Rhodium is an element that has industrial uses and is also used for plating jewelry made of other metals. It is quite rare, with production being only about 3 tons a year. Although dangers are involved with industrial uses, there do not seem to be health issues when rhodium is used in jewelry.
Rhodium is a white metal. It is the rarest of the nonradioactive metals found on earth, and is considered the most expensive metal. Its symbol on the periodic table is Rh, and its atomic number is 45. Rhodium is a member of the platinum group, which also includes platinum, palladium, ruthenium, iridium and osmium. Rhodium is extremely resistant to corrosion; does not tarnish; and is durable, hard and reflective. Because of its rarity, rhodium has no effect on the environment.
Rhodium in Industry
Rhodium is used in the engineering industry as an alloying element for hardening platinum and palladium. Rhodium compounds are toxic and carcinogenic, and must be handled with care. Rhodium dust is flammable. However, virtually no reports of humans being affected by rhodium exist. The Centers for Disease Control issues occupational health guidelines for the handling of rhodium in industrial settings.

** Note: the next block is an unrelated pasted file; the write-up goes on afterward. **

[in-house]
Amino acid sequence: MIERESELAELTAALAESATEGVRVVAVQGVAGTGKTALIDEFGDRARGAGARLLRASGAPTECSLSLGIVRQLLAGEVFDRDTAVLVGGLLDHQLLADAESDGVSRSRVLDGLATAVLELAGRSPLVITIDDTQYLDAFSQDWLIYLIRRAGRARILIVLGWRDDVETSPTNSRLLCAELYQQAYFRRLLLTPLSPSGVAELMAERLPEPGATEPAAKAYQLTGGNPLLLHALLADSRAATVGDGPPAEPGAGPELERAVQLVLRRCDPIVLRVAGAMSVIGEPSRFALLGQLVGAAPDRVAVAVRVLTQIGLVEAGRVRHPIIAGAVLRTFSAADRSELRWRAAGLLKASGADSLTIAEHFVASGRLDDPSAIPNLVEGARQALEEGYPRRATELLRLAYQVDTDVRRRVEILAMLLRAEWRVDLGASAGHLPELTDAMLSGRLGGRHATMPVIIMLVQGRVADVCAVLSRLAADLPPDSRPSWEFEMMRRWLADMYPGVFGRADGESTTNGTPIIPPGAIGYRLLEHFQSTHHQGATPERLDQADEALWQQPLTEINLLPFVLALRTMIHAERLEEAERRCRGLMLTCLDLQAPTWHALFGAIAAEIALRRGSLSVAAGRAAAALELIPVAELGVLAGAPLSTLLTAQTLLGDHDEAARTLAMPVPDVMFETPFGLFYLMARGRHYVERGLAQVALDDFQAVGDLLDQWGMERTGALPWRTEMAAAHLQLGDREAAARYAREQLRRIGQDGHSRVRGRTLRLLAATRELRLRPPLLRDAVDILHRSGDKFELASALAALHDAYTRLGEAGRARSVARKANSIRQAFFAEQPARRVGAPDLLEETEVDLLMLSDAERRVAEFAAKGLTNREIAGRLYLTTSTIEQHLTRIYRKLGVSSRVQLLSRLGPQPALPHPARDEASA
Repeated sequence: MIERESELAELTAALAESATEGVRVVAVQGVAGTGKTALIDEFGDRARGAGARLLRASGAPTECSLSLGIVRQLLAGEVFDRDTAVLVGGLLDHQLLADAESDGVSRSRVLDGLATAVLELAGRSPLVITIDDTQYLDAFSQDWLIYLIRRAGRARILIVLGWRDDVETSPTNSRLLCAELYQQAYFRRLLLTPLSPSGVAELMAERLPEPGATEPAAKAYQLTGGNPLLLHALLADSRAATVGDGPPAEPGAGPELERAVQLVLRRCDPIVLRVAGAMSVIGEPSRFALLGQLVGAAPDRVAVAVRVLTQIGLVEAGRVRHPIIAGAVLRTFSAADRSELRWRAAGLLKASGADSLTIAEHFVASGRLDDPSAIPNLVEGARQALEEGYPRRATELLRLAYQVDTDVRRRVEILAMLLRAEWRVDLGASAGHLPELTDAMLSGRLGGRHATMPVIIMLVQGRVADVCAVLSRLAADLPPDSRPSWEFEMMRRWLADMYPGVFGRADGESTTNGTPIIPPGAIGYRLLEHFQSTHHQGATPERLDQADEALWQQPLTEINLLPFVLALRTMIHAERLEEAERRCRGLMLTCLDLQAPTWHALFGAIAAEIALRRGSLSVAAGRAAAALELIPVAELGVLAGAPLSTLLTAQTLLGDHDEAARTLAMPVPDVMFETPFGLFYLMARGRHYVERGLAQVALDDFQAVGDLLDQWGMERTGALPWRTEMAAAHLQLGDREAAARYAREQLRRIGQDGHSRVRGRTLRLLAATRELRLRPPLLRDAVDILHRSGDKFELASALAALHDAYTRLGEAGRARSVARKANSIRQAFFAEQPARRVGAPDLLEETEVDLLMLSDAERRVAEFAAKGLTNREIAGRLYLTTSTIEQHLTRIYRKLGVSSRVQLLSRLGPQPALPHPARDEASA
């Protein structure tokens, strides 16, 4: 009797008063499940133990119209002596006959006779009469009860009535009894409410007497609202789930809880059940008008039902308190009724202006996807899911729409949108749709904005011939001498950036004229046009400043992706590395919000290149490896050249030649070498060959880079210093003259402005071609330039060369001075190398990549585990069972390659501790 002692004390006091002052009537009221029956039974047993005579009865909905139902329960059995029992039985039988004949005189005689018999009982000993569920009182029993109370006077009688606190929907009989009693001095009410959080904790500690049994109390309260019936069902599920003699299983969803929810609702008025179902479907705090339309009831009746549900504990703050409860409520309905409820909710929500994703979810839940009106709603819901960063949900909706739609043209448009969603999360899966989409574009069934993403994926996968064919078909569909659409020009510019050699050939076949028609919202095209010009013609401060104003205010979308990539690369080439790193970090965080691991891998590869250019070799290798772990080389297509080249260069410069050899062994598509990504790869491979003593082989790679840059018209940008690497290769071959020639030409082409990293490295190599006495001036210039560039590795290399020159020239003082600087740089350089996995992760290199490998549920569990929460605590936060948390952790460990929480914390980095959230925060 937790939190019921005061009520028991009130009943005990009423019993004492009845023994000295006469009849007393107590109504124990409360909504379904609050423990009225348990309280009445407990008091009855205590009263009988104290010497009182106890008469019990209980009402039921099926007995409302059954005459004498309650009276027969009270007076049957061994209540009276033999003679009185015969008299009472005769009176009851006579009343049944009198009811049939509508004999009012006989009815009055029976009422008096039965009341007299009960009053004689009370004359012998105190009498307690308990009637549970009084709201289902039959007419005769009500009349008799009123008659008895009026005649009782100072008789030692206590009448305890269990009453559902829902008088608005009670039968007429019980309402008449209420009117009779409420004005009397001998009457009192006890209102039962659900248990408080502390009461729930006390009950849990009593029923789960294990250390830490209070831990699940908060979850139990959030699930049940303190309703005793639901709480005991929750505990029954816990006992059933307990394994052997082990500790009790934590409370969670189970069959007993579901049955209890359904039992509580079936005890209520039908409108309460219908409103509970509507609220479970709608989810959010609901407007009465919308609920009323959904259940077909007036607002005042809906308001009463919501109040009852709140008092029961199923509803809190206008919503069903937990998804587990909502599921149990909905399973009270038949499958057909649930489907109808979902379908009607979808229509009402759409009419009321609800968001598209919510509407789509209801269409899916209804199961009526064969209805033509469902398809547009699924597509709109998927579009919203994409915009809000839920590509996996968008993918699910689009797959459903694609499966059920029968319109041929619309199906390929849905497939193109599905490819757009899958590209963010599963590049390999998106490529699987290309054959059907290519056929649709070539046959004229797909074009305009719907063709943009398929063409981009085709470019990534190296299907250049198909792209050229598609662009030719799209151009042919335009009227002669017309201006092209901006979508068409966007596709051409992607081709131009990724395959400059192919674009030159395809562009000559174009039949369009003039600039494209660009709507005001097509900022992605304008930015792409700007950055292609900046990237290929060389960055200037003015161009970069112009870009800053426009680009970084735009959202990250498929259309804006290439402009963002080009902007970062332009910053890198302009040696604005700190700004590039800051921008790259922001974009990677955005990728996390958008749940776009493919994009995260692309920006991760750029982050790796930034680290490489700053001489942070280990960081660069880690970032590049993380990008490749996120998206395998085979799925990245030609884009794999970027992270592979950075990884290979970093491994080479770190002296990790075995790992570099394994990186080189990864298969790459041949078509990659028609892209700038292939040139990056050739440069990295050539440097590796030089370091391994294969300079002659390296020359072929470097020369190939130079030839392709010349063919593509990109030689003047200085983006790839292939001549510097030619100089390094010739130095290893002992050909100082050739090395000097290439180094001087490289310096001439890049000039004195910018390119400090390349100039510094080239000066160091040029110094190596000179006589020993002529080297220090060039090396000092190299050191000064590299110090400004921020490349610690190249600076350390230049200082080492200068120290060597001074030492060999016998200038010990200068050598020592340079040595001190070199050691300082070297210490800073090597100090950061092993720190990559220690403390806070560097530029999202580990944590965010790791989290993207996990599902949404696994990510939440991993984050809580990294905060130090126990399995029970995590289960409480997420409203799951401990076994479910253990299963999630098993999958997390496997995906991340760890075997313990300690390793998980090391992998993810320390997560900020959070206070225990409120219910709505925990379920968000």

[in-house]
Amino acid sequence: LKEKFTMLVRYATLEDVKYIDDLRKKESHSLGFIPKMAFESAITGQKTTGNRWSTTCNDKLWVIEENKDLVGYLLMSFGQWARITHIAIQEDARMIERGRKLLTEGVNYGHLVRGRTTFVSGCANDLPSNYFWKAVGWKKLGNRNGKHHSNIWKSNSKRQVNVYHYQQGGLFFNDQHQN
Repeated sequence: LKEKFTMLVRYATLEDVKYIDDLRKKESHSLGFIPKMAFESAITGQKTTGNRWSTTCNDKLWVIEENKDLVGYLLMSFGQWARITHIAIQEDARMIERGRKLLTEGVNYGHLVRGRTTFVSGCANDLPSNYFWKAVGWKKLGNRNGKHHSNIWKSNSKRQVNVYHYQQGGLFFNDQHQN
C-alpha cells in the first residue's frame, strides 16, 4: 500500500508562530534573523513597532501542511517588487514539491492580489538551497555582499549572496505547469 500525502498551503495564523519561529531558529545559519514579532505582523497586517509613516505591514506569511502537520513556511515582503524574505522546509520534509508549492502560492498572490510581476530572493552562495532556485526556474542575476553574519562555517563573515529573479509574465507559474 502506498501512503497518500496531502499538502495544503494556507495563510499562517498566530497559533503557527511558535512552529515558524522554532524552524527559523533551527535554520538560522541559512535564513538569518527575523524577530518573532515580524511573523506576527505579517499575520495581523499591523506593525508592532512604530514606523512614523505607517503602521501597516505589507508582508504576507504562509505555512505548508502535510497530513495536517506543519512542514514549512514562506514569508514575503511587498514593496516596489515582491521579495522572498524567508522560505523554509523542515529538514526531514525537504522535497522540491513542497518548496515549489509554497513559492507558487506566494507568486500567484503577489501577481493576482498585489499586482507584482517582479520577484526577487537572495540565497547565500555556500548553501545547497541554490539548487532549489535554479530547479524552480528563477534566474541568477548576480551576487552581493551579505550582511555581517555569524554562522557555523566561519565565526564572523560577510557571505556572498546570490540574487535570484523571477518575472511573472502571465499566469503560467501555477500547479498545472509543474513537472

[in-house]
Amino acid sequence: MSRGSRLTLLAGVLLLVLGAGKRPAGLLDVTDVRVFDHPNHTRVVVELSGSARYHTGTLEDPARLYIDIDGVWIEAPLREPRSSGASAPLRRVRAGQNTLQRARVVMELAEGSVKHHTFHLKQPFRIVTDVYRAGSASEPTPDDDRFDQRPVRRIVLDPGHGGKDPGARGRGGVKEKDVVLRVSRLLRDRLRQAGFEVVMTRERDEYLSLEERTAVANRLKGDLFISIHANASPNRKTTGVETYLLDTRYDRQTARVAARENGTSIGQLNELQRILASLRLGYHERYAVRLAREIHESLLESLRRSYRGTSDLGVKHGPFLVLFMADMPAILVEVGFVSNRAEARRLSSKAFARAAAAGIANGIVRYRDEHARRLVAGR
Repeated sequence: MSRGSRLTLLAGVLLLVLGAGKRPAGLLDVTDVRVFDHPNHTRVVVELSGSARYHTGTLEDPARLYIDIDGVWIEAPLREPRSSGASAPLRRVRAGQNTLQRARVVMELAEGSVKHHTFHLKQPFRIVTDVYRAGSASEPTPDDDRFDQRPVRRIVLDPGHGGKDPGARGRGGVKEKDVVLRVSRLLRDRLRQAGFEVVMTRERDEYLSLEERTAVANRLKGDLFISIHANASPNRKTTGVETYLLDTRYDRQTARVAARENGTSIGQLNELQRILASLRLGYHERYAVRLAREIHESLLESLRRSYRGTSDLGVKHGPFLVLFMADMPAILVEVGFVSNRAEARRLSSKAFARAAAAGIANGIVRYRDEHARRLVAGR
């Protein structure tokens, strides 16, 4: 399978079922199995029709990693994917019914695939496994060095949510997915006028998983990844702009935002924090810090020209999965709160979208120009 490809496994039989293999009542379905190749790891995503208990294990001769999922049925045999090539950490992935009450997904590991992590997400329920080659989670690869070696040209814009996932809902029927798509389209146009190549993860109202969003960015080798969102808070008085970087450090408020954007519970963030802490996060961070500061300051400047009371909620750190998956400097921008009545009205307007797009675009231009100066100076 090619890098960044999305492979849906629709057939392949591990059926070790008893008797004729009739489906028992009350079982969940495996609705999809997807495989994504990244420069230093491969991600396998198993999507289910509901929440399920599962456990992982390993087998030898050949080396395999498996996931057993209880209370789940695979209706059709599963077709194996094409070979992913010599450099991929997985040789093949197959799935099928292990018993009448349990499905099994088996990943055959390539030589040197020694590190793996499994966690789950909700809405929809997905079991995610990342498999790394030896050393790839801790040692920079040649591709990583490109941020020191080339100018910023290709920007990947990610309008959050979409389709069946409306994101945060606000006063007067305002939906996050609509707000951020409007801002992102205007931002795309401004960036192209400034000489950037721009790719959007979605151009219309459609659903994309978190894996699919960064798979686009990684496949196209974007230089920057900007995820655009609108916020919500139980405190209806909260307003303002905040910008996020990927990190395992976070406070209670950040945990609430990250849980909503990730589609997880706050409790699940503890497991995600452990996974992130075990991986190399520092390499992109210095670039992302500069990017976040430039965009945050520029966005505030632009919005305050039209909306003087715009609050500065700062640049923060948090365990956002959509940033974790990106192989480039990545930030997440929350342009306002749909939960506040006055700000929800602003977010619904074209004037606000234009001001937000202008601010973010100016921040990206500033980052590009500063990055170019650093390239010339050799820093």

Rhodium in Jewelry
Rhodium is used for plating jewelry. The metallic element is commonly used to plate white gold and platinum, where it increases durability, prevents scratching and improves brightness. Rhodium is hypoallergenic and is often used as a protective coating for white gold, which may contain nickel. About 15 percent of the population is allergic to nickel, so rhodium prevents skin irritation. Rhodium is not malleable and would break in its pure form, so you will not find pure rhodium jewelry. Rhodium can be used to plate less expensive metals, like sterling silver or brass. Once the rhodium is applied, the jewelry will look the same, no matter what metal is underneath.
The process of plating the jewelry with rhodium requires rhodium to be a powder, so the jewelry maker must use care. Plating can wear off in time, depending on use, so your skin could be exposed to the metal underneath the rhodium. The rhodium itself, used as plating or occasionally mixed with other metals to form jewelry, has no documented danger to the wearer of the jewelry.